I wake up because of Neil Diamond ‘s”I am! I cried…” is being blasted throughout the whole building. It takes a moment to surface and get my bearings and looking around every one seems to be as disconcerted as I am. The rule is that everybody has to be out of the Albergue at 9 o’clock in the morning for cleaning and to make sure that they get you out, they literally blast you out of bed with music. (There are probably worse ways of waking up it’s just that I can’t think of any at the moment.) Slowly we get up, pack up our things and before 9 we are out of there.
Today, I have a new spring in my step and in no time we are in the old town and our sleeping place for tonight. We have arranged with them to leave our bags there early so that we can hit the town foot loose and fancy free. As we walk in they are busy with breakfast and for an extra few Euros we join the feast. It is a full-on buffet with all kinds of cakes, breads, cereals, yogurt, cold meats and cheeses, juices and coffee. A real treat and enough sustenance for the day of sightseeing ahead.
We have two things on the agenda today, one is to go to the pilgrims mass at 12 o’clock and the other is to get our ‘Compostel’ (certificate) at the pilgrim office. We first head to the pilgrim office but the queue is already so long that we might not make the mass if we have to stand and wait. We decide to book our train to Madrid for the next day as there is a travel agent inside the pilgrim office and of course doing it here we get discount for being pilgrims.
Train booked, we head into town for more sight-seeing. Not long before we run into the German guy from Andaina and he asks whether we have been “through the hole” yet. “No”, we haven’t. The “hole” he refers to is the crypt of St James inside the cathedral. They only open the crypt every couple of years and it seems we are very lucky that this year, it being a special year (don’t ask me why), they have opened it and everyone can go up the steps, then descend down into the crypt and back into the church. Evidently this ritual cleanses you from all sins. Although I am not catholic I am, of course, not without sin. I am not going to pass on a chance to clean the slate, so to speak. So, he takes us to the door and the queue and a few minutes later we pass through. It is quite spectacular to see and it is as if you can feel the presence of centuries of people that have passed through before you.
By the time we get out into the sunlight again it is time to find a place in church for the mass, so we go into the church and settle in. I try to take a few photos, but as you are not allowed to use a flash inside and I only have a simple little camera with me, the photos are not a great success.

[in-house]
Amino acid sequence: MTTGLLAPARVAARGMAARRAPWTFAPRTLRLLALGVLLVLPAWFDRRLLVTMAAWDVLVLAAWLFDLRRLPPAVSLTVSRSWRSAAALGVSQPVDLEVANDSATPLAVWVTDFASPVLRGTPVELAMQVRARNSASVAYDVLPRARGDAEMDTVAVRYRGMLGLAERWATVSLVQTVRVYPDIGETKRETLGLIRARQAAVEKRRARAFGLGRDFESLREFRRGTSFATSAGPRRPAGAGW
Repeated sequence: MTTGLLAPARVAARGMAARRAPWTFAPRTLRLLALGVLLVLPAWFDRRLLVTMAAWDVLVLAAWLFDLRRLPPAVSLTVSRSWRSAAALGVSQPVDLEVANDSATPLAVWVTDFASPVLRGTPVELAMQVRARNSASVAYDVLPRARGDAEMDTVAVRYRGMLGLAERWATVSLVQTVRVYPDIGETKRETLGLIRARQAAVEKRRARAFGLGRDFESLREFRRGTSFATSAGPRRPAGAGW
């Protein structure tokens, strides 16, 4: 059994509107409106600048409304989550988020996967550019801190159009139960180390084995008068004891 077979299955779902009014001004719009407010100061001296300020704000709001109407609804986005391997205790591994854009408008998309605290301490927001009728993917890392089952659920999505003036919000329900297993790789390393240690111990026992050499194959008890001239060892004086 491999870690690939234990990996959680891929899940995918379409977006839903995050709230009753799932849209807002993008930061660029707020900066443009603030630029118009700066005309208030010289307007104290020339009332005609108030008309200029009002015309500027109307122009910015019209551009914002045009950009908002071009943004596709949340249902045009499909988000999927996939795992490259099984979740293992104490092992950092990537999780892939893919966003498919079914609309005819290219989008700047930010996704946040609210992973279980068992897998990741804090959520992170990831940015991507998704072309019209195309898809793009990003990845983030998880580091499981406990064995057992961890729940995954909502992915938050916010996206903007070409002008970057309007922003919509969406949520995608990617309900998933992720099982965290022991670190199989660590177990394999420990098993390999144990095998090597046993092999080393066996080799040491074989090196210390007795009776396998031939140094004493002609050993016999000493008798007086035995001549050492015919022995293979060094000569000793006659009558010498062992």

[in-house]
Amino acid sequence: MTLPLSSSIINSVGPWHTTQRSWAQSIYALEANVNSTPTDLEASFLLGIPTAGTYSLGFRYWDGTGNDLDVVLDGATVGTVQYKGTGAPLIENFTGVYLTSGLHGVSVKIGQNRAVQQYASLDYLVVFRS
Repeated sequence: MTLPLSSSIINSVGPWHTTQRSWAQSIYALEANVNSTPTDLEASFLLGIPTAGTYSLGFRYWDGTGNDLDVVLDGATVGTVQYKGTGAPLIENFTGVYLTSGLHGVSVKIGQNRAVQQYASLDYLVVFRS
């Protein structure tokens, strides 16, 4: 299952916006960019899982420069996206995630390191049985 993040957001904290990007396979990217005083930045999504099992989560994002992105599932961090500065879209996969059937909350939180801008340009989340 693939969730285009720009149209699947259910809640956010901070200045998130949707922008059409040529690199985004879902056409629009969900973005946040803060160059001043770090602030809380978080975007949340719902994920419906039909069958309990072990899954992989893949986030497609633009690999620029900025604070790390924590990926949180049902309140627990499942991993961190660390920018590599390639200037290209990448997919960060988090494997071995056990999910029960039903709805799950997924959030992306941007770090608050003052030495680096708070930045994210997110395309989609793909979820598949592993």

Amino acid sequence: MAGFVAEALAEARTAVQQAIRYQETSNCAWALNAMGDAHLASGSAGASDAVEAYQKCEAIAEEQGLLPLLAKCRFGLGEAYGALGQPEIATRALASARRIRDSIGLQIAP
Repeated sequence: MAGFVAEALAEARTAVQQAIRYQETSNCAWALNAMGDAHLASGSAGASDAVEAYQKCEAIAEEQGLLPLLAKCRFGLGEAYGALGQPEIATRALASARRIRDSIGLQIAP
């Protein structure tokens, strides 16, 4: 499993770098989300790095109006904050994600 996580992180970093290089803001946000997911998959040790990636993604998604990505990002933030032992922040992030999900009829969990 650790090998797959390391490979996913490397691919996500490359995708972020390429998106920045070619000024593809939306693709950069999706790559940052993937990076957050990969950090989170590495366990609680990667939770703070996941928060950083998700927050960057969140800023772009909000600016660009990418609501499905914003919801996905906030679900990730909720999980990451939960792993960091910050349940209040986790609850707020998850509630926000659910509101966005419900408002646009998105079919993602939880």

As 12 o’clock draws near the church is getting fuller and fuller and eventually it is jam-packed from side to side with people having to stand all over. The service is conducted in Spanish and they first start out by reading the list of all the pilgrims that have arrived in Santiago the morning, where they have walked from and from which country they originate. We haven’t booked in at the pilgrim office yet, so are not mentioned. The nun that leads the service has a truly angelic voice and I am once again being carried away to a tranquil and peaceful place. I use the time during the service as a time of reflection, taking stock of one’s life if you may. All in all the service is a truly memorable experience and one, in this beautiful big church, that I won’t soon forget.
After the service we head straight down to the pilgrim office and although there is still a queue it seems to be moving faster now. We meet a South African couple in the queue that has done the Portuguese route and swop stories on our experiences while waiting. ‘Compostella’ in hand and a real sense of satisfaction, we head outside overcome by thirst. We sit down for a beer and get a whole bunch of delicious tapas with it (that sorts out lunch).
The rest of the afternoon is spent walking from one corner of town to the next and then criss-crossing again. We thought to go up to the roof of the church, but was told (in a very off-putting manner) that the tour is only in Spanish and costs €12. I must admit that by now I am a little bit fed-up with the Spanish way of not really caring about their tourists as long as you pay and we decide to give it a miss, a decision I’ll probably regret later.
We head back to the monastery and enjoy a glass of wine out in the courtyard garden next to the fountain. I feel like I’m in a dream and wouldn’t have minded if this was my own garden to enjoy every day.
For supper we decide on an Italian restaurant “Gambrinus” as I’m really missing home and just want to be somewhere where I can at least communicate in a language that is more familiar to me. Our decision is richly rewarded and I have gnocci that is (almost) as good as my mother-in-laws’. We are getting really spoilt by our host and when we eventually leave we get sent off by Paulo as if we are long lost friends.
Getting into my bed in my little priest’s cell overlooking the towers of the church, I am content. I am grateful to be in Santiago having had the opportunity to walk the Camino and to have spent a whole day just enjoying the city. I know what a privelege it is and definitely something I will never forget… but I am also ready to go home now.